In an editorial published Thursday, President Bill Clinton explained that even though he signed the Defense of Marriage Act (DOMA) in 1996, he does not stand by it. Signing DOMA into law, he suggested, helped dissipate the more “draconian” momentum to pass a constitutional amendment banning same-sex marriage. In fact, he now believes it to be not only constitutional, but blatantly discriminatory against gays and lesbians:
When I signed the bill, I included a statement with the admonition that “enactment of this legislation should not, despite the fierce and at times divisive rhetoric surrounding it, be understood to provide an excuse for discrimination.” Reading those words today, I know now that, even worse than providing an excuse for discrimination, the law is itself discriminatory. It should be overturned.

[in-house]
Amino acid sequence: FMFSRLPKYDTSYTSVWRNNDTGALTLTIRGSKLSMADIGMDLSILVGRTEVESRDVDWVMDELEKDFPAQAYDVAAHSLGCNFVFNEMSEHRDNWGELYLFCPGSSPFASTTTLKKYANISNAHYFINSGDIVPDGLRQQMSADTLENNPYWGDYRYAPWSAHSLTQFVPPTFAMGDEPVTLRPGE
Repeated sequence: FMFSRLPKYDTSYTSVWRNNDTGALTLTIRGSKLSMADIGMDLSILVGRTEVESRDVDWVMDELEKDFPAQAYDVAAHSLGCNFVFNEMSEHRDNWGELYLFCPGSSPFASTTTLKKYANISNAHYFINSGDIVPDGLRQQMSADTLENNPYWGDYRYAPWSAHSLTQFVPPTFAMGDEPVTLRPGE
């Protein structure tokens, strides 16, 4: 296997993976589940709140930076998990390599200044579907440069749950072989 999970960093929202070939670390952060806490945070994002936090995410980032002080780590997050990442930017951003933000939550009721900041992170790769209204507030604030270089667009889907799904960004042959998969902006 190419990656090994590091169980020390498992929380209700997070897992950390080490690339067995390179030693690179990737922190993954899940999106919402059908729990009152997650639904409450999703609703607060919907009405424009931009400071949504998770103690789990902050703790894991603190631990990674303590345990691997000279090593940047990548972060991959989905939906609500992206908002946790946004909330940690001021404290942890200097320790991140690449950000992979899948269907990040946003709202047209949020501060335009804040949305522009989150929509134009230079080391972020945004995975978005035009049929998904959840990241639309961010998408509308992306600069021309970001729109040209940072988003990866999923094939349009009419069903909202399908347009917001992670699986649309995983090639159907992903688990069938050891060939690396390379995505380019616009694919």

We are still a young country, and many of our landmark civil rights decisions are fresh enough that the voices of their champions still echo, even as the world that preceded them becomes less and less familiar. We have yet to celebrate the centennial of the 19th Amendment, but a society that denied women the vote would seem to us now not unusual or old-fashioned but alien. I believe that in 2013 DOMA and opposition to marriage equality are vestiges of just such an unfamiliar society.
Clinton joins 21 Senators and many other Congressional Democrats who previously supported DOMA but now stand opposed to it. The Supreme Court will hear oral arguments challenging its constitutionality on March 27.